How to Cook Silver or Coho Salmon

The Goldilocks of Salmon

Sliced Silver Salmon
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Silver salmon, also called coho salmon, is part of the Pacific salmon family. It is the in-between salmon—not too big, not too small; fatty but not the fattiest; firm but not the firmest; pricey, but not nearly the priciest salmon you can buy. So, as Goldilocks would say, it's "just right."

During the months of July to October when it is in season, you will find silvers available fresh and frozen, headed, gutted and sold in fillets.

Coho salmon has a mild flavor and a medium texture. You can use silvers in any typical salmon recipe, but definitely, think about poaching or sauteeing when you find yourself with some of this great tasting salmon.

Silvers' Season and Stats

Silvers are caught from Oregon to Alaska, and typically run starting in June and last until September. In the ocean and when they first appear in rivers, they are a pretty chrome color with silver sides and dark blue backs. But they turn deep red when they head upstream to breed. Once they turn this shade or develop that crooked mouth you may have seen, coho salmon are basically inedible.

Most silvers are between 8 to 12 pounds, although there are records of silvers beyond the 30-pound range that have been caught. Their meat is orange—like most salmon—from the krill they eat at sea. A coho will not be as orangey-red as a sockeye or a king; it'll be about the same color as a farmed Atlantic salmon.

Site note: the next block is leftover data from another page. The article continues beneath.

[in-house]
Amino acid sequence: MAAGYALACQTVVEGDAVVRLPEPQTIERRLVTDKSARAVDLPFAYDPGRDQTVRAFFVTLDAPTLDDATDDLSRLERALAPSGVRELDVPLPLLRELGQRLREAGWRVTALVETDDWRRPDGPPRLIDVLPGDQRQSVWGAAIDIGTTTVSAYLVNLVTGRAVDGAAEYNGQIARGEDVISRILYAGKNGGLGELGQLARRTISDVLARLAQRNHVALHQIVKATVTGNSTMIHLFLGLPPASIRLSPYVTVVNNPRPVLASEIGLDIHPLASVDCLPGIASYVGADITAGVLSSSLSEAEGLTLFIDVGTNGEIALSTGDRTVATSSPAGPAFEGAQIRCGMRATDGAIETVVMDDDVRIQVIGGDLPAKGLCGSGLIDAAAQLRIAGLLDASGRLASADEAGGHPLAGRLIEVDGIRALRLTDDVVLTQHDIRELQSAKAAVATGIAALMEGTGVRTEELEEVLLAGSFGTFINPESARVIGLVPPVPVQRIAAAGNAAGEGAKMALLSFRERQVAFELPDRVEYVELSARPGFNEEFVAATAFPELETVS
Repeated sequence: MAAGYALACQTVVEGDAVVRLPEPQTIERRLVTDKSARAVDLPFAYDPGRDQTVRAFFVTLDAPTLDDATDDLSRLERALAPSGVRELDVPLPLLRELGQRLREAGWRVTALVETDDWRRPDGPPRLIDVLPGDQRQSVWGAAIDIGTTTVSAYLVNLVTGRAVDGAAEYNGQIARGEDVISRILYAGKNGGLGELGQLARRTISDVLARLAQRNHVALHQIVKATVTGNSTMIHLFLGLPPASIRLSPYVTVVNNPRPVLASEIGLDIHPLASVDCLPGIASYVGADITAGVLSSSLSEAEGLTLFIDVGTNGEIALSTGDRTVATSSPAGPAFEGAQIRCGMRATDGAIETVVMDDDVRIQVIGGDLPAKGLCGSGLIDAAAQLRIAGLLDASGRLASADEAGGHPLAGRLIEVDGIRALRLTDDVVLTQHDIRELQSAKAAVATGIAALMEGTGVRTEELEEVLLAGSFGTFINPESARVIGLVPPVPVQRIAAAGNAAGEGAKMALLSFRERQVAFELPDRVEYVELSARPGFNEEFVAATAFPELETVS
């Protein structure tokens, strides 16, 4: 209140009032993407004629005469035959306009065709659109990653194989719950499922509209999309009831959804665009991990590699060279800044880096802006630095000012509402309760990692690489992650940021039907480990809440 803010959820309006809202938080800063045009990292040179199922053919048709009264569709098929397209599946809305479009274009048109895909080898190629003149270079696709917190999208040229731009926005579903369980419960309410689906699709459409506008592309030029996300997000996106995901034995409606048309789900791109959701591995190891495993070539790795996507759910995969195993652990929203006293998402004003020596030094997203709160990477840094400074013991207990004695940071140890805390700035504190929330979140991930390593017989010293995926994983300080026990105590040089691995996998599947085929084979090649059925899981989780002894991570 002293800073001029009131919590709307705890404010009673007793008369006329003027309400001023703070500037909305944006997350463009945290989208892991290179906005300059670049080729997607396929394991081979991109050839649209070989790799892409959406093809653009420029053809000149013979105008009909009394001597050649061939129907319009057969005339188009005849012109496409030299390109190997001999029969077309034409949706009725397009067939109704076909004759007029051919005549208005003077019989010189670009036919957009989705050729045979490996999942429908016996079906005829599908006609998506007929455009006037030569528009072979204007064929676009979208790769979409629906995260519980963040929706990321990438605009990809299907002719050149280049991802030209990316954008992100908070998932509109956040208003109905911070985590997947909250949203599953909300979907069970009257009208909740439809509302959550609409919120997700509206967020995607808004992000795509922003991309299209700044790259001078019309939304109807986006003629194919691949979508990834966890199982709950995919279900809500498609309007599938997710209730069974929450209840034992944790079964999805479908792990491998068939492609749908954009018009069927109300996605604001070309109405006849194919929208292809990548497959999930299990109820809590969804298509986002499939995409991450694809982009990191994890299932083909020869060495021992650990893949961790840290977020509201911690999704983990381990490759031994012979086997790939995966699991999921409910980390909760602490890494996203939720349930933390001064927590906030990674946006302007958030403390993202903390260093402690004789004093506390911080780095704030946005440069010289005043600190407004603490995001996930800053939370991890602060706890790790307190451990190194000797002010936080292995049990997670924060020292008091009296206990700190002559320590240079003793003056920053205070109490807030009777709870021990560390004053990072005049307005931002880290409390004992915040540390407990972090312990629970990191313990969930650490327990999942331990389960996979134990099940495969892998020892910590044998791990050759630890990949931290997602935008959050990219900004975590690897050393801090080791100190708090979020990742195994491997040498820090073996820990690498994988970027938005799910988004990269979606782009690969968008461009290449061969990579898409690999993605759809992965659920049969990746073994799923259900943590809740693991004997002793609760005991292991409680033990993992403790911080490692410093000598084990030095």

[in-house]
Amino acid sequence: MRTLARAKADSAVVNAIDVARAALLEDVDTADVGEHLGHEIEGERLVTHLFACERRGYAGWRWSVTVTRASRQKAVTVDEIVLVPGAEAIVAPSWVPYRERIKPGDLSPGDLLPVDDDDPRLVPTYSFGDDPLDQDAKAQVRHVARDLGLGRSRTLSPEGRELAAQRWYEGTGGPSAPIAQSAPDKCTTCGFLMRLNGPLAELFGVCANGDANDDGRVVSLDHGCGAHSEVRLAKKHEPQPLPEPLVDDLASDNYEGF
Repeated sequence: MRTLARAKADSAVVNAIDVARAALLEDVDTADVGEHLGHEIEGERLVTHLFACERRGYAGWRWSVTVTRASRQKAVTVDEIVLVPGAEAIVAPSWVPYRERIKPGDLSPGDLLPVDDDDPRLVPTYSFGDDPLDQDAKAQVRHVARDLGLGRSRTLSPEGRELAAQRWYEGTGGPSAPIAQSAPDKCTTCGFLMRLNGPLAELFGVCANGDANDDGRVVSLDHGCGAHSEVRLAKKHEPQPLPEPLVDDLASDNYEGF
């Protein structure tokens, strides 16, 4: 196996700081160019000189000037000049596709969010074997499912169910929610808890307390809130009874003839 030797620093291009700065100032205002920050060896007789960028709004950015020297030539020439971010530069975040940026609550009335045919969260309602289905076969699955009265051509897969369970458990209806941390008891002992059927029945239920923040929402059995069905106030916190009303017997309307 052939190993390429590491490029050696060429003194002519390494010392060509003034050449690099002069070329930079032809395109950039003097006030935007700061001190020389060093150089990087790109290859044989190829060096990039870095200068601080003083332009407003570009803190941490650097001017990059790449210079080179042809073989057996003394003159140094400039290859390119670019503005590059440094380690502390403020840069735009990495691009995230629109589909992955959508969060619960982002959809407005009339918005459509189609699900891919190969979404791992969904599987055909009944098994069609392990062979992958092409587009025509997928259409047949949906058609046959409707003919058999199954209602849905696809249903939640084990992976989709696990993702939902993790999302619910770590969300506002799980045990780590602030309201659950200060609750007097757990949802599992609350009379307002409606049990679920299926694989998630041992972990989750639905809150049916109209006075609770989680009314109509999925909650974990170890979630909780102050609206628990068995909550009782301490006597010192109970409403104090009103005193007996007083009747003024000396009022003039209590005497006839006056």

Perfect for Poaching and Smoking

Eating wise, silver salmon have less fat than sockeyes or kings, but more than pinks or chum salmon. This means a coho can dry out faster than the other species, making coho salmon an ideal poaching fish. Their relatively low-fat content benefits from the gentle cooking, which keeps it moist.

Silvers are perfectly good smoked, although perhaps not as good as kings or sockeyes. You need to use a cold smoking process instead of a hot smoking process due to the fish's lower fat content. Silvers also do well as gravlax, the Scandinavian cured salmon, and they are great as sushi—as long as you bought it frozen or put it into the deep-freeze for a few days to maintain freshness.

Super to Slice and Sautee

A favorite way to cook silver salmon is to slice it into cutlets, then lightly dust it with flour, and saute it in walnut or olive oil. This would be delicious served with a French rouille sauce. Silvers benefit from this sort of cooking, while kings might feel too greasy done this way.

You can also slice the skin of a coho (or any other salmon) into thin strips and fry them slowly until they're crispy. This is a great way to enjoy a healthy part of the fish—it typically has a thin layer of fat on the underside, which is loaded with healthy omega-3 fatty acids.